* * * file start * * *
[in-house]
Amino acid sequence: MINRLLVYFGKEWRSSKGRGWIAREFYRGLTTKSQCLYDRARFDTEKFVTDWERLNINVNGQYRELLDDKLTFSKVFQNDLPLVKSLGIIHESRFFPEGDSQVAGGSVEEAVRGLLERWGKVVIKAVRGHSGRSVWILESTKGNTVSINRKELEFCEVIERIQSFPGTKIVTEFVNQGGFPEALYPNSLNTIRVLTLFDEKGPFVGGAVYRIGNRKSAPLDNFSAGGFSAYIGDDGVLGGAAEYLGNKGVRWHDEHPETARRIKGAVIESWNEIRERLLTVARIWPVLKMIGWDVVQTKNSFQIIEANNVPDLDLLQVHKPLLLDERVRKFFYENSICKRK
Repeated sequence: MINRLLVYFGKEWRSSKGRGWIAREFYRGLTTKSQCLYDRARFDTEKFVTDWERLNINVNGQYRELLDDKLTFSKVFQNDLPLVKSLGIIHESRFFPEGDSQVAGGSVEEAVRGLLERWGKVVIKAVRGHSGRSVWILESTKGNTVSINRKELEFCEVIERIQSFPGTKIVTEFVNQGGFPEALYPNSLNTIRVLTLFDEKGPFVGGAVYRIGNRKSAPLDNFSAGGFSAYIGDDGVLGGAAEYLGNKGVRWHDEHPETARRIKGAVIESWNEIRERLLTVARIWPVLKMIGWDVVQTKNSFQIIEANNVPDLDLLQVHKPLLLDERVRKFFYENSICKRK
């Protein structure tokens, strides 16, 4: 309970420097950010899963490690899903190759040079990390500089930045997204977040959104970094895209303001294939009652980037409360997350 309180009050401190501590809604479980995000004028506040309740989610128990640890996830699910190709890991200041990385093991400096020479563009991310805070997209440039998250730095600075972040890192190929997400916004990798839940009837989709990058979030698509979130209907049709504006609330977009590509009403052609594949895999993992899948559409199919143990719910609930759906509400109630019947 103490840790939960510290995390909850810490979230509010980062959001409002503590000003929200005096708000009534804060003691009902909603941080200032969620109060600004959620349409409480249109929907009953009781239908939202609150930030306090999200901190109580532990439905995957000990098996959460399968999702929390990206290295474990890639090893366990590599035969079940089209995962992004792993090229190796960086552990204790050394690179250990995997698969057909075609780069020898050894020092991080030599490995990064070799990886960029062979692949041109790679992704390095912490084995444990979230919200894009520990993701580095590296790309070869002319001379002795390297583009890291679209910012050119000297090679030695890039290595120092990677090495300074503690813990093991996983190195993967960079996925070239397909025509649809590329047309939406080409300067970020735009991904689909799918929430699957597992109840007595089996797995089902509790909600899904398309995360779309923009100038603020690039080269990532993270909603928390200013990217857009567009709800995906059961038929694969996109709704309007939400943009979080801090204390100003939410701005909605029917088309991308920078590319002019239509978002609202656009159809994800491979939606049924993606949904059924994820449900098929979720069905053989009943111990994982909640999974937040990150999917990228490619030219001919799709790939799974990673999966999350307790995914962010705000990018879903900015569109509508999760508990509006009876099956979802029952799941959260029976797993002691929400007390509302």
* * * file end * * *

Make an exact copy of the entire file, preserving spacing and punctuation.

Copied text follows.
[in-house]
Amino acid sequence: MINRLLVYFGKEWRSSKGRGWIAREFYRGLTTKSQCLYDRARFDTEKFVTDWERLNINVNGQYRELLDDKLTFSKVFQNDLPLVKSLGIIHESRFFPEGDSQVAGGSVEEAVRGLLERWGKVVIKAVRGHSGRSVWILESTKGNTVSINRKELEFCEVIERIQSFPGTKIVTEFVNQGGFPEALYPNSLNTIRVLTLFDEKGPFVGGAVYRIGNRKSAPLDNFSAGGFSAYIGDDGVLGGAAEYLGNKGVRWHDEHPETARRIKGAVIESWNEIRERLLTVARIWPVLKMIGWDVVQTKNSFQIIEANNVPDLDLLQVHKPLLLDERVRKFFYENSICKRK
Repeated sequence: MINRLLVYFGKEWRSSKGRGWIAREFYRGLTTKSQCLYDRARFDTEKFVTDWERLNINVNGQYRELLDDKLTFSKVFQNDLPLVKSLGIIHESRFFPEGDSQVAGGSVEEAVRGLLERWGKVVIKAVRGHSGRSVWILESTKGNTVSINRKELEFCEVIERIQSFPGTKIVTEFVNQGGFPEALYPNSLNTIRVLTLFDEKGPFVGGAVYRIGNRKSAPLDNFSAGGFSAYIGDDGVLGGAAEYLGNKGVRWHDEHPETARRIKGAVIESWNEIRERLLTVARIWPVLKMIGWDVVQTKNSFQIIEANNVPDLDLLQVHKPLLLDERVRKFFYENSICKRK
């Protein structure tokens, strides 16, 4: 309970420097950010899963490690899903190759040079990390500089930045997204977040959104970094895209303001294939009652980037409360997350 309180009050401190501590809604479980995000004028506040309740989610128990640890996830699910190709890991200041990385093991400096020479563009991310805070997209440039998250730095600075972040890192190929997400916004990798839940009837989709990058979030698509979130209907049709504006609330977009590509009403052609594949895999993992899948559409199919143990719910609930759906509400109630019947 103490840790939960510290995390909850810490979230509010980062959001409002503590000003929200005096708000009534804060003691009902909603941080200032969620109060600004959620349409409480249109929907009953009781239908939202609150930030306090999200901190109580532990439905995957000990098996959460399968999702929390990206290295474990890639090893366990590599035969079940089209995962992004792993090229190796960086552990204790050394690179250990995997698969057909075609780069020898050894020092991080030599490995990064070799990886960029062979692949041109790679992704390095912490084995444990979230919200894009520990993701580095590296790309070869002319001379002795390297583009890291679209910012050119000297090679030695890039290595120092990677090495300074503690813990093991996983190195993967960079996925070239397909025509649809590329047309939406080409300067970020735009991904689909799918929430699957597992109840007595089996797995089902509790909600899904398309995360779309923009100038603020690039080269990532993270909603928390200013990217857009567009709800995906059961038929694969996109709704309007939400943009979080801090204390100003939410701005909605029917088309991308920078590319002019239509978002609202656009159809994800491979939606049924993606949904059924994820449900098929979720069905053989009943111990994982909640999974937040990150999917990228490619030219001919799709790939799974990673999966999350307790995914962010705000990018879903900015569109509508999760508990509006009876099956979802029952799941959260029976797993002691929400007390509302």